In digital communications systems, there are 2 methods for data transfer: parallel and serial. Parallel communication uses multiple wires running parallel to each other, and can transmit data on all the wires simultaneously. Serial communication on the other hand, uses a single wire to transfer the data bits one at a time.
What is the History of Data Communication Networks?
Years ago, all data sent to and from disks traveled in serial form—one bit was sent right after another, using just a single channel or wire. With advancement in IC technology, it became feasible and cheap to put multiple devices on a single piece of silicon, and the parallel interface was born. The decreasing cost of integrated circuits, combined with greater consumer demand for speed and cable length, has led to parallel communication links becoming deprecated in favor of serial links. Typically, it used eight channels for transmission, allowing eight bits (one byte) to be sent simultaneously, which was faster than straight serial connections. The standard parallel interface used a bulky and expensive 36-wire cable.
Serial Vs Parallel Data transfer Interface
Data Transfer Speed
Speed of the parallel data transfer is extremely high compared to serial data transfer. An 8-bit parallel data transfer is 8-times faster than serial data transfer. In practice, clock skew reduces the speed of every link to the slowest of all of the links.
Complexity and Cost of Serial and Parallel Interface
Parallel data links are easily implemented in hardware, making them a logical choice. Creating a parallel port in a computer system is relatively simple, requiring only a latch to copy data onto a data bus. In contrast, most serial communication must first be converted back into parallel form by a universal asynchronous receiver/transmitter (UART) before they may be directly connected to a data bus.
But in terms of transmission channel costs such as data bus cable length, data bus buffers, interface connectors, area occupied on printed circuit board (PCB), the parallel data communication is somewhat costlier.
Data Transfer Quality & Crosstalk Noise Interference
Crosstalk creates interference between the parallel lines, and the effect worsens with the length of the communication link. This places an upper limit on the length of a parallel data connection that is usually shorter than a serial connection. Crosstalk interference is more in parallel data interface, and hence the parallel data transfer is limited to shorter lengths only.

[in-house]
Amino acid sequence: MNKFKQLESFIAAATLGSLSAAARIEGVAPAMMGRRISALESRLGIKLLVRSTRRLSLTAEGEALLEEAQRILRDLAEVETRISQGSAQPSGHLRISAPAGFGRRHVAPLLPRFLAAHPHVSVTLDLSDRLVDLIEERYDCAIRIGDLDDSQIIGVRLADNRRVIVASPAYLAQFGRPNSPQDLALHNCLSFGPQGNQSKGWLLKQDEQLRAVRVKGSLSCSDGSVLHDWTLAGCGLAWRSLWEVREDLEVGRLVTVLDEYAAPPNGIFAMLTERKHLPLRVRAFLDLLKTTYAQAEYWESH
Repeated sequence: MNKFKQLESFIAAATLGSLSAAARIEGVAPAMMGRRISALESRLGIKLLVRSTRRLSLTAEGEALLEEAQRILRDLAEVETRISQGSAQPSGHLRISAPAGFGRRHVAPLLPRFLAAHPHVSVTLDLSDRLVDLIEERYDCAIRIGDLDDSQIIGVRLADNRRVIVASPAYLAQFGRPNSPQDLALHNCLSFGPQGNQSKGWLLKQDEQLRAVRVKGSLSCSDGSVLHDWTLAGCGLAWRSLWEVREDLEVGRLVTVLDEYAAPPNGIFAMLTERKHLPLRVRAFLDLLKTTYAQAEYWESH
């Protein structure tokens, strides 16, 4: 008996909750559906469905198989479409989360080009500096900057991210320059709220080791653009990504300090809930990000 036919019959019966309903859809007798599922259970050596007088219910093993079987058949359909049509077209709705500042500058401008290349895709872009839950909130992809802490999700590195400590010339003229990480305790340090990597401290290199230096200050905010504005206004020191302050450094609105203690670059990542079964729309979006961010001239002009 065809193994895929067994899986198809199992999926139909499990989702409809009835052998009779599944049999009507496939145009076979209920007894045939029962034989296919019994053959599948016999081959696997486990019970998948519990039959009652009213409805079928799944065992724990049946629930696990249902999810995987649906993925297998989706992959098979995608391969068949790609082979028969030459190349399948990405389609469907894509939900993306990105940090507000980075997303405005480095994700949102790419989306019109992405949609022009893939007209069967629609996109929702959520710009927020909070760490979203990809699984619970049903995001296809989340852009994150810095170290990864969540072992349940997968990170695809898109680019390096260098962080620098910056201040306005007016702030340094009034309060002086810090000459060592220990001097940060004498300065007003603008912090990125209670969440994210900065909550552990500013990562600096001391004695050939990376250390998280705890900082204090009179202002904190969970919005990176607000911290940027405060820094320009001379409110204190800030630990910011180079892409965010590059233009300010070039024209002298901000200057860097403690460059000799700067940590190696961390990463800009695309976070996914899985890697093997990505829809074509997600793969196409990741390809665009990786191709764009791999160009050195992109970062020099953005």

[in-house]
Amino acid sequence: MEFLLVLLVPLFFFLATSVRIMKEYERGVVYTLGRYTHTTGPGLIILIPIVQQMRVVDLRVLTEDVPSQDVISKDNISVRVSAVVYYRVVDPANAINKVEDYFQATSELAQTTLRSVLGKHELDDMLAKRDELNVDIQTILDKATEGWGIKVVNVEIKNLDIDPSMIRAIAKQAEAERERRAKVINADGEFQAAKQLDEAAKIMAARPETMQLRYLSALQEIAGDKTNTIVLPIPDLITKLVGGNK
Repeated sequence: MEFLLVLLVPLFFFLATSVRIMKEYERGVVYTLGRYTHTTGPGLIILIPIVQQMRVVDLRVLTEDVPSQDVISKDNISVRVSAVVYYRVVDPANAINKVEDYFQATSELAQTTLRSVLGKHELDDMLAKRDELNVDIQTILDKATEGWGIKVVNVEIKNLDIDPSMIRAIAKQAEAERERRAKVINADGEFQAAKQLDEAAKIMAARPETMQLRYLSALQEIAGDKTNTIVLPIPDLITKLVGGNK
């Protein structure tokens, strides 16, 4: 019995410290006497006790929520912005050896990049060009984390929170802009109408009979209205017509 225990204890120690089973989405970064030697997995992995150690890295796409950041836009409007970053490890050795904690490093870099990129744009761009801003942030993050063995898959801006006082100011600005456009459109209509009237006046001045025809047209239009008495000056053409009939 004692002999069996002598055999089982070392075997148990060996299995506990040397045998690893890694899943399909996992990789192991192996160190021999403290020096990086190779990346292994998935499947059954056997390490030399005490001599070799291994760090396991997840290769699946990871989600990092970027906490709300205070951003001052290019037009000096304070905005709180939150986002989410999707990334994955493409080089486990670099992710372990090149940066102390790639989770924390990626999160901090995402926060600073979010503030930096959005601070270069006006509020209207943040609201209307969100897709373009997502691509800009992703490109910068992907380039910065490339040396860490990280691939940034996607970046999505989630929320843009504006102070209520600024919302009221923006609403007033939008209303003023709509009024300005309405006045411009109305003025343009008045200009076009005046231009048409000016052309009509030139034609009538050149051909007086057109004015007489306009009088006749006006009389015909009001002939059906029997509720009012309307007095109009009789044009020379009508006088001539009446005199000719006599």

parallel ports suffer extremely from inter-symbol interference (ISI) and noise, and therefore the data can be corrupted over long distances. Also, because the wires in a parallel system have small amounts of capacitance and mutual inductance, the bandwidth of parallel wires is much lower then the bandwidth of serial wires. We all know by now that an increased bandwidth leads to a better bit rate. We also know that less noise in the channel means we can successfully transmit data reliably with a lower Signal-to-Noise Ratio, SNR.
High Frequency Performance
In the competitive consumer electronics technology, the speeds of data transfer are increasing day by day. But unfortunately parallel buses are hard to run at high frequencies for a number of reasons the greatest of which are:
1. It is hard to route many signals across a board without introducing timing variation (clock skew) between them – the more variation the lower maximum frequency is.
2. Many wires switching simultaneously produce lots of EMI and interfere with each other. More EMI leads to less maximum frequency.
Flexibility to Upgrade the Data Communication Software/Hardware
Serial interface is more flexible to upgrade as it has lesser hardware, and the upgrade to the higher versions is possible at software level without changing the hardware, whereas the parallel data transfer mechanism more rely on hardware resources and hence difficult and costlier.
For example, recently PCI Express(serial) is introduced and another standard PCI X(high speed parallel), but you would have heard about PCI Express only because it is compact use the same type of connector with huge bandwidth the main thing is that it is serial, now the serial bus standards are overtaking parallel ones because of their high speed flexibility as you can easily change the internal protocol not useful or possible in parallel transfer, and design and production cost.
What is the latest Trend? Serial or Parallel
Now the latest trend is the usage serial data communication for desktop PCs, portable devices, vehicle interface networks, storage media interface, peripheral data transfer, etc. Most of the latest printers don’t even come with parallel ports anymore. Laptops have dropped traditional parallel and serial ports in favor of higher-speed Universal Serial Bus and IEEE 1394 ports.
We’ve already seen serial interfaces displace parallel ones for printers and other peripherals. Now, inside computers, equipment manufacturers are replacing parallel connections to disk drives and arrays, both SCSI and Advanced Technology Attachment (ATA), with a new serial architecture called Serial Attached SCSI and Serial ATA.
How to Choose the Best Data Transfer Interface from Serial or Parallel?
Parallel- short distance.
Serial – longer distance.
Parallel- Low speed/frequency data transfer.
Serial – High speed/frequency data transfer.
Nowadays, clock frequency is a most important thing to determine the performance of a system. Due to the EMI reasons and the cross noise between wires, the SERIAL is better than the PARALLEL.